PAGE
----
Yesterday, Matamoros Mayor Mario López of the Movement for National Regeneration (Morena) addressed the demonstration at the city plaza for the first time since the strike began. He wholeheartedly defended the “right” of corporations to extract massive profit out of the workers and refused to state his support for the strike. He said: “I want to tell you that since this began, no one has been more concerned about labor stability but me. Matamoros needs peace and quiet. I have a responsibility to rule Matamoros. I sent some people to Mexico City, the corporate class is also worried … Here I will not intervene because it is a fight between the workers and the companies.”
At a press conference after the rally, a reporter asked him whether or not he thought the workers’ demands were fair. He said: “We have to find balance. The thing is that if there is no agreement, the companies can leave, it has happened before. I am urging them not to leave. A corporation can say, ‘I can’t give them that.’”
When angry workers at the plaza responded by shouting, “we want justice” and “you are not supporting us,” Javier Zuniga Garcia from the Tamaulipas Miners Union, a supposed more “radical” union leader, took over the microphone to help bolster the mayor. “We are doing this to avoid a social problem that can develop here in Matamoros,” he said. “Let’s give our mayor our trust …we give him credit for being here. We want to keep trusting in our institutions. If [union leaders] Villafuerte or Mendoza come they will have the same rights as the mayor.”
Workers should reject the lie by the politicians, the unions and the companies that “there is no money” to pay their wage increases or their bonuses. The maquiladora industry controls two-thirds of Mexico’s exports and generates billions in profits from imposing sweatshop conditions on more than a million people. These threats to shut down plants are attempts to bully the Matamoros workers into submission and make an example of them to keep the strike from spreading elsewhere. The corporate losses caused by the strike could have already paid the bonuses demanded by the workers multiple times over.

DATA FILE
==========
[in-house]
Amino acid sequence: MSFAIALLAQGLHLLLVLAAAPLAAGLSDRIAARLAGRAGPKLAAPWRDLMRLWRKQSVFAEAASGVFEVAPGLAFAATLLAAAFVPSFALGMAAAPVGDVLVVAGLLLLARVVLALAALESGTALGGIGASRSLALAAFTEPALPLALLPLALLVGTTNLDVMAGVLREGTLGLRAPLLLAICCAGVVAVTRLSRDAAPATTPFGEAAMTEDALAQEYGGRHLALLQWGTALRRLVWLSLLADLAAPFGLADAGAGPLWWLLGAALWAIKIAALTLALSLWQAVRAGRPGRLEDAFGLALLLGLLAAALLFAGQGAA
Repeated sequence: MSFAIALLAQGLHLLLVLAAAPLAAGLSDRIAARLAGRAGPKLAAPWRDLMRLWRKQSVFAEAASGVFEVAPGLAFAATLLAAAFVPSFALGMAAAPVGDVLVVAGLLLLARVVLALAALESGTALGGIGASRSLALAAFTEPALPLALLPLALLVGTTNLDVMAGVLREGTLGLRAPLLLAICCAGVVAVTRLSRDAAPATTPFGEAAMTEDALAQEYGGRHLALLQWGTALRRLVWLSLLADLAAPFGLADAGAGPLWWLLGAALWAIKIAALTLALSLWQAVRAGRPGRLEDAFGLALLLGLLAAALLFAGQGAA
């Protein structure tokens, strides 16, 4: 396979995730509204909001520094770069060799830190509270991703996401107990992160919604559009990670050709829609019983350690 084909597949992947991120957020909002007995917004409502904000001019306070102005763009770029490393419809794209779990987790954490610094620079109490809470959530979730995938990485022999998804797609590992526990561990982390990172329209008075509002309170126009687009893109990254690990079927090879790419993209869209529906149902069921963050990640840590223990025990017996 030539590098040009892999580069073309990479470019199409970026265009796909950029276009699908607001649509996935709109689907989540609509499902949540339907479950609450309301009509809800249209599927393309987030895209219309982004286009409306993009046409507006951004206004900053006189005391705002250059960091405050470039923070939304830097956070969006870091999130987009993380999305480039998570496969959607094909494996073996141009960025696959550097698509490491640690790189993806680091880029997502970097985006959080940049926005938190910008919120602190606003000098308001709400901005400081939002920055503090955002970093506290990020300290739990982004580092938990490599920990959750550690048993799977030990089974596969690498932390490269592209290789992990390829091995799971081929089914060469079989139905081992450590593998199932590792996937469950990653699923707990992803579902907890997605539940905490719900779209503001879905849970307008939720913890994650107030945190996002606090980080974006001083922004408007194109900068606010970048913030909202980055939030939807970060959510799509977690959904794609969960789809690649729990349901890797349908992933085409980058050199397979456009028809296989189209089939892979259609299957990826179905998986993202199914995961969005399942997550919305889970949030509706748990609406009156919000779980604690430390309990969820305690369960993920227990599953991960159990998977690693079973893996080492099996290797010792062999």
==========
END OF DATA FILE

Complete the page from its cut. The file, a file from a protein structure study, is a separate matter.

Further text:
There has not been a single article on the Matamoros strike in the international press—the largest strike in North America in two decades—precisely because the ruling elite is afraid that other workers will follow the example that the Matamoros workers are setting by rebelling against their trade unions and seeking the support of workers internationally. This media blackout must be overcome by the workers themselves using social media to reach their class brothers and sisters around the world, who are watching their unfolding struggle with great interest and enthusiasm.
Appeals to Mexican president Andrés Manuel López Obrador (AMLO), the federal mediation process proposed by the mayor, or a “reform” of the unions proposed by labor lawyer Susana Prieto Terrazas are all recipes for disaster.
Workers must understand that they are up against the capitalist system and that all politicians and unions—from the mayor all the way up to the president and the courts—defend the “right” of the corporations to exploit the working class.
The working class needs its own organizations of struggle that will be able to draw on the social strength of the international working class. Workers must follow the model set in some plants in Matamoros by electing rank-and-file delegates and building a new, democratic city-wide strike committee to direct the struggle and prevent the unions from strangling their cause with empty promises.